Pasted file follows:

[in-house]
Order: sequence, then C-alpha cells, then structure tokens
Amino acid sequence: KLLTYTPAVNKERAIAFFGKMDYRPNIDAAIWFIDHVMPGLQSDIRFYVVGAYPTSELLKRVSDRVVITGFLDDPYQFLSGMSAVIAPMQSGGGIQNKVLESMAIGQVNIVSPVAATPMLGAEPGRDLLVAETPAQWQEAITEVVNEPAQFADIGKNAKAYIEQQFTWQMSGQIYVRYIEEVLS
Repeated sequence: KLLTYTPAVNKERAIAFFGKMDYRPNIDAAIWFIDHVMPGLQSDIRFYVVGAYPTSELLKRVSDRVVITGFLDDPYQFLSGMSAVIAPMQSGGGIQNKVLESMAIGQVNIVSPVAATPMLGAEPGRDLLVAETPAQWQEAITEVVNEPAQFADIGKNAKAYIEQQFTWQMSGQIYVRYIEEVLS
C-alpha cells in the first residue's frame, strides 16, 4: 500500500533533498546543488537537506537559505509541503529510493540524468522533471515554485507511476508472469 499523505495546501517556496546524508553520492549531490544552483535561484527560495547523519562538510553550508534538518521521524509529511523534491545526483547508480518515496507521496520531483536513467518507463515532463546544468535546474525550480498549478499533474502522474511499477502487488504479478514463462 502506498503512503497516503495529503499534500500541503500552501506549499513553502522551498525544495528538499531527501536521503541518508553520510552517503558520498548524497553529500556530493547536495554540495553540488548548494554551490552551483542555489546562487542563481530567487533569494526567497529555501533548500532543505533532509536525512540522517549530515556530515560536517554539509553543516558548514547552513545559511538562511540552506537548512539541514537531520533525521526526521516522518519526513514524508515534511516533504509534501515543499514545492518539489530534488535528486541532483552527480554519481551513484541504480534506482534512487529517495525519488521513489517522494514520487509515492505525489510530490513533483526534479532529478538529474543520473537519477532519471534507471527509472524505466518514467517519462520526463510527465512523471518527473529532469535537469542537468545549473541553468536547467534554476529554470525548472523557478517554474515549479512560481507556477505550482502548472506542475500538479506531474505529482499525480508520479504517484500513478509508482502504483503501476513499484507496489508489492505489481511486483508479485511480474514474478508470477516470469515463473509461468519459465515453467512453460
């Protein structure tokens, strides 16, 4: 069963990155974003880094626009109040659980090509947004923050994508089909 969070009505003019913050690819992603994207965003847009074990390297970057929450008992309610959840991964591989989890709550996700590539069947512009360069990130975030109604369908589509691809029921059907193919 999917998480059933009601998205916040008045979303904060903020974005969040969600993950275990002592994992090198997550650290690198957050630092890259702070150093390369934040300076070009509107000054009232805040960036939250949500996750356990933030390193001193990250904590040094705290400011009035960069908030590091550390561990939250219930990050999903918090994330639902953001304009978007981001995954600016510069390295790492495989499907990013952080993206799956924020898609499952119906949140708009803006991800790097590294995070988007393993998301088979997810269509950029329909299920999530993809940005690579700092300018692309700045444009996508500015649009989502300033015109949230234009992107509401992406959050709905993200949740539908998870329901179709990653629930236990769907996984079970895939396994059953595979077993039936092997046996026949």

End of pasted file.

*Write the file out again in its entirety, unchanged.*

[in-house]
Order: sequence, then C-alpha cells, then structure tokens
Amino acid sequence: KLLTYTPAVNKERAIAFFGKMDYRPNIDAAIWFIDHVMPGLQSDIRFYVVGAYPTSELLKRVSDRVVITGFLDDPYQFLSGMSAVIAPMQSGGGIQNKVLESMAIGQVNIVSPVAATPMLGAEPGRDLLVAETPAQWQEAITEVVNEPAQFADIGKNAKAYIEQQFTWQMSGQIYVRYIEEVLS
Repeated sequence: KLLTYTPAVNKERAIAFFGKMDYRPNIDAAIWFIDHVMPGLQSDIRFYVVGAYPTSELLKRVSDRVVITGFLDDPYQFLSGMSAVIAPMQSGGGIQNKVLESMAIGQVNIVSPVAATPMLGAEPGRDLLVAETPAQWQEAITEVVNEPAQFADIGKNAKAYIEQQFTWQMSGQIYVRYIEEVLS
C-alpha cells in the first residue's frame, strides 16, 4: 500500500533533498546543488537537506537559505509541503529510493540524468522533471515554485507511476508472469 499523505495546501517556496546524508553520492549531490544552483535561484527560495547523519562538510553550508534538518521521524509529511523534491545526483547508480518515496507521496520531483536513467518507463515532463546544468535546474525550480498549478499533474502522474511499477502487488504479478514463462 502506498503512503497516503495529503499534500500541503500552501506549499513553502522551498525544495528538499531527501536521503541518508553520510552517503558520498548524497553529500556530493547536495554540495553540488548548494554551490552551483542555489546562487542563481530567487533569494526567497529555501533548500532543505533532509536525512540522517549530515556530515560536517554539509553543516558548514547552513545559511538562511540552506537548512539541514537531520533525521526526521516522518519526513514524508515534511516533504509534501515543499514545492518539489530534488535528486541532483552527480554519481551513484541504480534506482534512487529517495525519488521513489517522494514520487509515492505525489510530490513533483526534479532529478538529474543520473537519477532519471534507471527509472524505466518514467517519462520526463510527465512523471518527473529532469535537469542537468545549473541553468536547467534554476529554470525548472523557478517554474515549479512560481507556477505550482502548472506542475500538479506531474505529482499525480508520479504517484500513478509508482502504483503501476513499484507496489508489492505489481511486483508479485511480474514474478508470477516470469515463473509461468519459465515453467512453460
């Protein structure tokens, strides 16, 4: 069963990155974003880094626009109040659980090509947004923050994508089909 969070009505003019913050690819992603994207965003847009074990390297970057929450008992309610959840991964591989989890709550996700590539069947512009360069990130975030109604369908589509691809029921059907193919 999917998480059933009601998205916040008045979303904060903020974005969040969600993950275990002592994992090198997550650290690198957050630092890259702070150093390369934040300076070009509107000054009232805040960036939250949500996750356990933030390193001193990250904590040094705290400011009035960069908030590091550390561990939250219930990050999903918090994330639902953001304009978007981001995954600016510069390295790492495989499907990013952080993206799956924020898609499952119906949140708009803006991800790097590294995070988007393993998301088979997810269509950029329909299920999530993809940005690579700092300018692309700045444009996508500015649009989502300033015109949230234009992107509401992406959050709905993200949740539908998870329901179709990653629930236990769907996984079970895939396994059953595979077993039936092997046996026949």